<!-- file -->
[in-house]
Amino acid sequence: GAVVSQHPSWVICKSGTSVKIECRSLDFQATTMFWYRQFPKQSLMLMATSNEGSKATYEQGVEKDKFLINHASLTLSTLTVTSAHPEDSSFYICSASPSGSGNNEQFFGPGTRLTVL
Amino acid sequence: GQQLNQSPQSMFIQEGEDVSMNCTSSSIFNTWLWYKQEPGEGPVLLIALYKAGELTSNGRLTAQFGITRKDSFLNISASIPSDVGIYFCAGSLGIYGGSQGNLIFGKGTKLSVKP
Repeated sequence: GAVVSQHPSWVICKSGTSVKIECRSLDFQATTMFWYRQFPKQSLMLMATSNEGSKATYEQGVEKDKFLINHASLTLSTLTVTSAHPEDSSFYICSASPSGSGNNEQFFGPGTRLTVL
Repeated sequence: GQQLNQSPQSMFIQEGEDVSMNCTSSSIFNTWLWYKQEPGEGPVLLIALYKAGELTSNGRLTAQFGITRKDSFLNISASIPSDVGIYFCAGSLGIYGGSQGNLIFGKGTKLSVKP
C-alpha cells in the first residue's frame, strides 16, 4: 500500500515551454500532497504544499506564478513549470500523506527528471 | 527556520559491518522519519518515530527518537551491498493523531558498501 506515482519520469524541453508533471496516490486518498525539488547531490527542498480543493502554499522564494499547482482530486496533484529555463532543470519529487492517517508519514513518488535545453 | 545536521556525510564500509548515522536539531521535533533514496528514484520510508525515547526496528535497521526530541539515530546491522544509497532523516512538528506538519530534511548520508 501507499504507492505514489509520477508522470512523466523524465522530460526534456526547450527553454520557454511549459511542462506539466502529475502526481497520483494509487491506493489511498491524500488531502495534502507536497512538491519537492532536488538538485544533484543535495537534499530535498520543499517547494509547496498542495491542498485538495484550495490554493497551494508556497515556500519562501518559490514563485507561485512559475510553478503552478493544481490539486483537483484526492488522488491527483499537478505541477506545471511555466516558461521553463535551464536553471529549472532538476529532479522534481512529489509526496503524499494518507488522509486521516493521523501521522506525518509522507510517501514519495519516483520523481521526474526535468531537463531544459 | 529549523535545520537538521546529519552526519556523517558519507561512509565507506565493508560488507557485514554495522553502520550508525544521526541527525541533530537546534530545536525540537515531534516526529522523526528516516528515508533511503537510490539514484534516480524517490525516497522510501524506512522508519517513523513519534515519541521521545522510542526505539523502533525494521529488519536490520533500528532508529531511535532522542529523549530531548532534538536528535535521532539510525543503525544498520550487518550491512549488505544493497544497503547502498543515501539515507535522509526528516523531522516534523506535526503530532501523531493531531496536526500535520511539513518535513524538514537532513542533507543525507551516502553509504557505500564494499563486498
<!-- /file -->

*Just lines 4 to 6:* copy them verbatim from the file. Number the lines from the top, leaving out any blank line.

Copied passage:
Repeated sequence: GAVVSQHPSWVICKSGTSVKIECRSLDFQATTMFWYRQFPKQSLMLMATSNEGSKATYEQGVEKDKFLINHASLTLSTLTVTSAHPEDSSFYICSASPSGSGNNEQFFGPGTRLTVL
Repeated sequence: GQQLNQSPQSMFIQEGEDVSMNCTSSSIFNTWLWYKQEPGEGPVLLIALYKAGELTSNGRLTAQFGITRKDSFLNISASIPSDVGIYFCAGSLGIYGGSQGNLIFGKGTKLSVKP
C-alpha cells in the first residue's frame, strides 16, 4: 500500500515551454500532497504544499506564478513549470500523506527528471 | 527556520559491518522519519518515530527518537551491498493523531558498501 506515482519520469524541453508533471496516490486518498525539488547531490527542498480543493502554499522564494499547482482530486496533484529555463532543470519529487492517517508519514513518488535545453 | 545536521556525510564500509548515522536539531521535533533514496528514484520510508525515547526496528535497521526530541539515530546491522544509497532523516512538528506538519530534511548520508 501507499504507492505514489509520477508522470512523466523524465522530460526534456526547450527553454520557454511549459511542462506539466502529475502526481497520483494509487491506493489511498491524500488531502495534502507536497512538491519537492532536488538538485544533484543535495537534499530535498520543499517547494509547496498542495491542498485538495484550495490554493497551494508556497515556500519562501518559490514563485507561485512559475510553478503552478493544481490539486483537483484526492488522488491527483499537478505541477506545471511555466516558461521553463535551464536553471529549472532538476529532479522534481512529489509526496503524499494518507488522509486521516493521523501521522506525518509522507510517501514519495519516483520523481521526474526535468531537463531544459 | 529549523535545520537538521546529519552526519556523517558519507561512509565507506565493508560488507557485514554495522553502520550508525544521526541527525541533530537546534530545536525540537515531534516526529522523526528516516528515508533511503537510490539514484534516480524517490525516497522510501524506512522508519517513523513519534515519541521521545522510542526505539523502533525494521529488519536490520533500528532508529531511535532522542529523549530531548532534538536528535535521532539510525543503525544498520550487518550491512549488505544493497544497503547502498543515501539515507535522509526528516523531522516534523506535526503530532501523531493531531496536526500535520511539513518535513524538514537532513542533507543525507551516502553509504557505500564494499563486498